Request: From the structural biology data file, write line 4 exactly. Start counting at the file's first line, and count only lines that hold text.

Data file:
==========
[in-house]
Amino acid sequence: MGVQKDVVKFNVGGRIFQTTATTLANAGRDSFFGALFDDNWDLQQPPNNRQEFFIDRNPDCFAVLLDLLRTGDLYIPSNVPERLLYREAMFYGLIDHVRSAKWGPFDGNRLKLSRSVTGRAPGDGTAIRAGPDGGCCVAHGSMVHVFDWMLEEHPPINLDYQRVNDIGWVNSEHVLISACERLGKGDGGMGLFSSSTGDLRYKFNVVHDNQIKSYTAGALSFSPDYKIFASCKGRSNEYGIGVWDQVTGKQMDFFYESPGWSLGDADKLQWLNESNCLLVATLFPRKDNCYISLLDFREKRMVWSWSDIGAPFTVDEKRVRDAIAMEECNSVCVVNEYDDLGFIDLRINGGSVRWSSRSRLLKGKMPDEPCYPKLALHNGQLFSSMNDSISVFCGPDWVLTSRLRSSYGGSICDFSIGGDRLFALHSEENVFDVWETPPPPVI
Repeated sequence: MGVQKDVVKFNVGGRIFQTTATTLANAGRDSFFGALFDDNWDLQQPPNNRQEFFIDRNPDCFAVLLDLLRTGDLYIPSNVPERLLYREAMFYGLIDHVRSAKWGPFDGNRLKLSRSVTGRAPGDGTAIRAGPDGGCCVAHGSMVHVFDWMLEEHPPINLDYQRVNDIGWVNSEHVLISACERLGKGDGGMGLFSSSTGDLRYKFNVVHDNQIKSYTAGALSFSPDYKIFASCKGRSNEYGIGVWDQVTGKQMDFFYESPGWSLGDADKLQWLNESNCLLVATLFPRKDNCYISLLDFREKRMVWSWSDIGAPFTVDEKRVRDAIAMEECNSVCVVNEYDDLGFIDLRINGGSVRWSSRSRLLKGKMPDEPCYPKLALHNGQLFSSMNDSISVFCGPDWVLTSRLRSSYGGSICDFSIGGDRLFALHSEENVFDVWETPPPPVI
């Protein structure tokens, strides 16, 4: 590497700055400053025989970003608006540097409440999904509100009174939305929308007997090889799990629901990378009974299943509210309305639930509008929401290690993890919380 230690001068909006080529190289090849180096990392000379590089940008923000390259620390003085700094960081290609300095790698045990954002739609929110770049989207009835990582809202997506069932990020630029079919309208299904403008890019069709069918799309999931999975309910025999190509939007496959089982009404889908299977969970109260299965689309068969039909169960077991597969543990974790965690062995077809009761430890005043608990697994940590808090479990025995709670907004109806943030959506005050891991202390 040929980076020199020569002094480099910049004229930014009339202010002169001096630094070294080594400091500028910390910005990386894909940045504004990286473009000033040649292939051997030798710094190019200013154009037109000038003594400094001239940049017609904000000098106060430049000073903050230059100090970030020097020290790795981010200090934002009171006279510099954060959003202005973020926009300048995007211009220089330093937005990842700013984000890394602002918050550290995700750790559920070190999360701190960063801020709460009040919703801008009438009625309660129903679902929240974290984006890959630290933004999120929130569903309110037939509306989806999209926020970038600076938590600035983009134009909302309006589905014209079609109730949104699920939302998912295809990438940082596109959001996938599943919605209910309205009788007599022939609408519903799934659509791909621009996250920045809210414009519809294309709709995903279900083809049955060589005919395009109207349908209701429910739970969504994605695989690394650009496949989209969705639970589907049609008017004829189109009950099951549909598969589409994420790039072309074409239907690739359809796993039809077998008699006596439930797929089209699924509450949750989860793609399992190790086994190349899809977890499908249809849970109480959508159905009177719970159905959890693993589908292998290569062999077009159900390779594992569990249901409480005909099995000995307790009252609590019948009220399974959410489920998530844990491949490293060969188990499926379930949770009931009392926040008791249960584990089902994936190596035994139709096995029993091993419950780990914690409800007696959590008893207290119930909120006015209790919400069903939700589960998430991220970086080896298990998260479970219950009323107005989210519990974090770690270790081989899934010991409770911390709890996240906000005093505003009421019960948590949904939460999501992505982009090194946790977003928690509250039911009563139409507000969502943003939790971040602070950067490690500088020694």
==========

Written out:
């Protein structure tokens, strides 16, 4: 590497700055400053025989970003608006540097409440999904509100009174939305929308007997090889799990629901990378009974299943509210309305639930509008929401290690993890919380 230690001068909006080529190289090849180096990392000379590089940008923000390259620390003085700094960081290609300095790698045990954002739609929110770049989207009835990582809202997506069932990020630029079919309208299904403008890019069709069918799309999931999975309910025999190509939007496959089982009404889908299977969970109260299965689309068969039909169960077991597969543990974790965690062995077809009761430890005043608990697994940590808090479990025995709670907004109806943030959506005050891991202390 040929980076020199020569002094480099910049004229930014009339202010002169001096630094070294080594400091500028910390910005990386894909940045504004990286473009000033040649292939051997030798710094190019200013154009037109000038003594400094001239940049017609904000000098106060430049000073903050230059100090970030020097020290790795981010200090934002009171006279510099954060959003202005973020926009300048995007211009220089330093937005990842700013984000890394602002918050550290995700750790559920070190999360701190960063801020709460009040919703801008009438009625309660129903679902929240974290984006890959630290933004999120929130569903309110037939509306989806999209926020970038600076938590600035983009134009909302309006589905014209079609109730949104699920939302998912295809990438940082596109959001996938599943919605209910309205009788007599022939609408519903799934659509791909621009996250920045809210414009519809294309709709995903279900083809049955060589005919395009109207349908209701429910739970969504994605695989690394650009496949989209969705639970589907049609008017004829189109009950099951549909598969589409994420790039072309074409239907690739359809796993039809077998008699006596439930797929089209699924509450949750989860793609399992190790086994190349899809977890499908249809849970109480959508159905009177719970159905959890693993589908292998290569062999077009159900390779594992569990249901409480005909099995000995307790009252609590019948009220399974959410489920998530844990491949490293060969188990499926379930949770009931009392926040008791249960584990089902994936190596035994139709096995029993091993419950780990914690409800007696959590008893207290119930909120006015209790919400069903939700589960998430991220970086080896298990998260479970219950009323107005989210519990974090770690270790081989899934010991409770911390709890996240906000005093505003009421019960948590949904939460999501992505982009090194946790977003928690509250039911009563139409507000969502943003939790971040602070950067490690500088020694």